Photo : Paul Rivard
Just like summer itself, the frenzy of the last Grand Slam event of the season has come and gone.
Now that things have settled down, the pros are gearing up for the last leg of the season with a whole new set of goals, and most young hopefuls are getting back to their tennis and academic lessons after some exhilarating and enriching experiences.
That second group of players is the focus of my blog today, more specifically tennis through the lens of a Tennis Canada coach. And not just any coach—one who’s seen every side of the game over the past 35 years: pro player, coach, Davis Cup captain…He’s done it all.
I’m talking about Martin Laurendeau.
Allow me to depart from my usual format to recount large parts of a recent conversation I had with the calm, poised, eloquent and analytical coach many affectionately call Marty. He is the quiet force you see walking up and down the courts at the National Tennis Centre, explaining to fiery young aces how to calibrate their energy and fathom the extent of the opportunities that lie ahead by applying a few basic rules.
What more could an interviewer ask for?
Let’s not forget that Martin Laurendeau got his pro start as a student at Pepperdine University in 1986 and joined the ATP full-time a year later.
By 1988, he’d already reached his career high ranking of World No. 90 and the fourth round of the US Open, which remains one of his fondest memories as a player.
That’s the furthest I went at a Grand Slam tournament. I played in the third round at Wimbledon three years later, in 1991. And I had a few fantastic weeks when I won Challenger events.
It was a singular time. We Canadians were under the radar and pretty much on our own. Like pioneers, let’s say. We travelled the world from tournament to tournament. There was a handful of us, and we stuck together. But, yes, the US Open is a great memory because I had to play in the qualifiers. So, by the fourth round, I had already been playing for three weeks.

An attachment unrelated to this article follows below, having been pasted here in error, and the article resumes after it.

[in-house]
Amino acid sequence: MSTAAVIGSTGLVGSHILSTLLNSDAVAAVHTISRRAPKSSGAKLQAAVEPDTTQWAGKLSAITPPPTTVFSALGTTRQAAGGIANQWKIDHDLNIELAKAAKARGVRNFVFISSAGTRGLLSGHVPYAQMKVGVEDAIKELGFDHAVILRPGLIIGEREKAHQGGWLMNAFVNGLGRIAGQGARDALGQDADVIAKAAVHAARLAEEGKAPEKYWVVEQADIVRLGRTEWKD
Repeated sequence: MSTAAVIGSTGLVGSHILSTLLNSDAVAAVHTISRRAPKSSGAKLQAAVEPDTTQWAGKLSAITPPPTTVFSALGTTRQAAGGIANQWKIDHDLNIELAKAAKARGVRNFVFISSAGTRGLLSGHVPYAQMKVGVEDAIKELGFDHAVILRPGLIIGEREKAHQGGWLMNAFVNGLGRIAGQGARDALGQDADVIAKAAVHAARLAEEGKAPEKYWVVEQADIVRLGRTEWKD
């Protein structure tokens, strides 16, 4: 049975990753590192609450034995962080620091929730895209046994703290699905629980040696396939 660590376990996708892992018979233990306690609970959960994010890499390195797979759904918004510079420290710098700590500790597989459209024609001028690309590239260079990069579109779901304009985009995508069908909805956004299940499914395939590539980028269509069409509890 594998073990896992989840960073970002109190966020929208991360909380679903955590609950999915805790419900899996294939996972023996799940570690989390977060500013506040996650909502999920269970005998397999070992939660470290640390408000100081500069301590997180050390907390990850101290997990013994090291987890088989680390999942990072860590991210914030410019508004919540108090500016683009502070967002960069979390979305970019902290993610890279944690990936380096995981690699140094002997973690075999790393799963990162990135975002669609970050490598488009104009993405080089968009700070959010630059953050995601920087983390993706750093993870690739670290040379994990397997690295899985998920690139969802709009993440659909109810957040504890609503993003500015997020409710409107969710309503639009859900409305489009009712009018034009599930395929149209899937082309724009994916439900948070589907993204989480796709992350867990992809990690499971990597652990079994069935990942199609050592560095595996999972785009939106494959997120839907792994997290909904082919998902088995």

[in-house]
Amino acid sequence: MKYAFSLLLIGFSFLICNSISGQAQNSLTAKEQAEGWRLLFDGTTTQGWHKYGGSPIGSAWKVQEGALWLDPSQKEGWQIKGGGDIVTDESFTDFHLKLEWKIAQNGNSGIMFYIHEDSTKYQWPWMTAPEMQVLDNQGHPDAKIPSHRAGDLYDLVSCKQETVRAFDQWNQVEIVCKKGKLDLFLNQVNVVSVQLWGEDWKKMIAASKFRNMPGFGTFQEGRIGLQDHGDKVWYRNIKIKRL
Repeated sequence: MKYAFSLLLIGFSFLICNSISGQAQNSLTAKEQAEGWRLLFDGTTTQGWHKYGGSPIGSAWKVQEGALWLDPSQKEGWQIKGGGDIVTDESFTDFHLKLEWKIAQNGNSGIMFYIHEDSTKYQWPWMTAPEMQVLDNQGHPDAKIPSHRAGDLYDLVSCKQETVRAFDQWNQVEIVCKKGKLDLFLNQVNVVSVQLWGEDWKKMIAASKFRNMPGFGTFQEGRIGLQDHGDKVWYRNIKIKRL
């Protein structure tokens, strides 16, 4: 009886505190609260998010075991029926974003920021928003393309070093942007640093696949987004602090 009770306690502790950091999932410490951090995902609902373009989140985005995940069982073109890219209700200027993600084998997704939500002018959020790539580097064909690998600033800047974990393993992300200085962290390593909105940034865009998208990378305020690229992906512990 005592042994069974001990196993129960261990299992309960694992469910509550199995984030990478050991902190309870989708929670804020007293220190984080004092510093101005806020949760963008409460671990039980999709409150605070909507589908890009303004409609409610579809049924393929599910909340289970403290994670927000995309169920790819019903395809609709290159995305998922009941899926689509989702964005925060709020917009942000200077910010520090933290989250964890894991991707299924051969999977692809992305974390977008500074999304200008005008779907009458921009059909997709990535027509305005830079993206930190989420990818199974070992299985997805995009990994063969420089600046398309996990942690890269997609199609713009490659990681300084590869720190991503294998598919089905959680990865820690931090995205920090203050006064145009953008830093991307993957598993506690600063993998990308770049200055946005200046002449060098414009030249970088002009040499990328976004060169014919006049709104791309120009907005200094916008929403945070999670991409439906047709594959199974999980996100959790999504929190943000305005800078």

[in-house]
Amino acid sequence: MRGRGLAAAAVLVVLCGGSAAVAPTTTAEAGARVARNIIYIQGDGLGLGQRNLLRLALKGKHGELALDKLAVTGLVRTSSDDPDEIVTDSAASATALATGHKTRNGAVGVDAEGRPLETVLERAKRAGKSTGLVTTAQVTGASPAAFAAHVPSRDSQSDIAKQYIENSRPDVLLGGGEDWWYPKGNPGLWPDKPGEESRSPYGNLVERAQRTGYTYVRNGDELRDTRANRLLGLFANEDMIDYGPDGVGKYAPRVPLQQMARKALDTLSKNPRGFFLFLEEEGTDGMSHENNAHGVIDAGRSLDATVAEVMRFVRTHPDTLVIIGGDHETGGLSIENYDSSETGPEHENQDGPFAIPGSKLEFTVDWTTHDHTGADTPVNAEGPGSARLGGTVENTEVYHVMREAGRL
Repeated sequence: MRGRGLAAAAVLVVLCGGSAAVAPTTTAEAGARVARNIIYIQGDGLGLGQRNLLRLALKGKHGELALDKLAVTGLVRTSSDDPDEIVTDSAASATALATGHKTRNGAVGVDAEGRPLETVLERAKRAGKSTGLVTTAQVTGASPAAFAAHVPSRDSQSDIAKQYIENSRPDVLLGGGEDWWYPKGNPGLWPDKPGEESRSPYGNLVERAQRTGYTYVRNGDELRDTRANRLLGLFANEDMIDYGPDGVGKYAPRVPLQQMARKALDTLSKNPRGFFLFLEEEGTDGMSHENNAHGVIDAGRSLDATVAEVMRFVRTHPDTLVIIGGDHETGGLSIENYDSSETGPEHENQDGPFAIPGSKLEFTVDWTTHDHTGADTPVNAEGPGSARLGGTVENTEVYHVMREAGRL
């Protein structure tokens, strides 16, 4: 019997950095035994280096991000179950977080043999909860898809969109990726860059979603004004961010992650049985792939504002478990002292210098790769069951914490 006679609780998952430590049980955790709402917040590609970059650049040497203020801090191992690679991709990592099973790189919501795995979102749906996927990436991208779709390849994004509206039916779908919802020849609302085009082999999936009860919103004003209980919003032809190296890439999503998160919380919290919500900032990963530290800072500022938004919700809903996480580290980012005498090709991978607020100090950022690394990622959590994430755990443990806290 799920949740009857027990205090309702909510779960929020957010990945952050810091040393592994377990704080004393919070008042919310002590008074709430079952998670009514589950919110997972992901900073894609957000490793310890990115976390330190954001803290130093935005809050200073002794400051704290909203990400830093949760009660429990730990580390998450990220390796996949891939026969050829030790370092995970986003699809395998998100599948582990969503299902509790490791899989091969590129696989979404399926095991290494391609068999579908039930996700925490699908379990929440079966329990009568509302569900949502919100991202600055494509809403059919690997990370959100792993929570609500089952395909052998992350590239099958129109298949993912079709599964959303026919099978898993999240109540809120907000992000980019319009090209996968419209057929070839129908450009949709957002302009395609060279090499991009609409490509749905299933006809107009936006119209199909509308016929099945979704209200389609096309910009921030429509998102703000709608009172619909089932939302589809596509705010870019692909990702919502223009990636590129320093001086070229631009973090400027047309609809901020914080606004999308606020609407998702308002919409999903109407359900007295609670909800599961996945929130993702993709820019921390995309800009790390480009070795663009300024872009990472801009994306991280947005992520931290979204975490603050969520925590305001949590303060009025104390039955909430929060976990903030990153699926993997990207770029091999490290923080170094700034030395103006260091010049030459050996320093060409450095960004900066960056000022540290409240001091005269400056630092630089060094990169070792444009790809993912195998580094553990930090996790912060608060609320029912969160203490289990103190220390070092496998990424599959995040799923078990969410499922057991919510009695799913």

Your list of achievements as a coach is even more impressive. In your 15 years as the captain of the Davis Cup team, that 2013 win against Spain must mean a lot.
That’s the year we reached the semifinals. When we defeated Spain, that was the first time Canada ever won a round in World Group. After Spain, we beat Italy to go to the semis against Serbia. That was a key moment for the Davis Cup team: before those 15 years as captain, I was a coach for 11 years under different captains. Louis Cayer and Grant Connell both came before me. We spent decades in the qualifiers and lower levels to finally get to World Group in 1989, but we were eliminated in the opening round. We got back to World Group in 2012 and the semifinals in 2013.
Here, I’d like to interject and mention that Canada’s last semifinal berth at Davis Cup prior to 2013 was ONE HUNDRED YEARS EARLIER. The two eras just aren’t comparable.
Since then, Canada has spent eight years in World Group—something that’s very difficult. Today, it’s a bit of a given, but you have to remember all the efforts invested to get there and stay there.
Let’s talk about your time with Denis Shapovalov. Your biggest moment must have been that evening in August 2017, right?
Yes! That was great!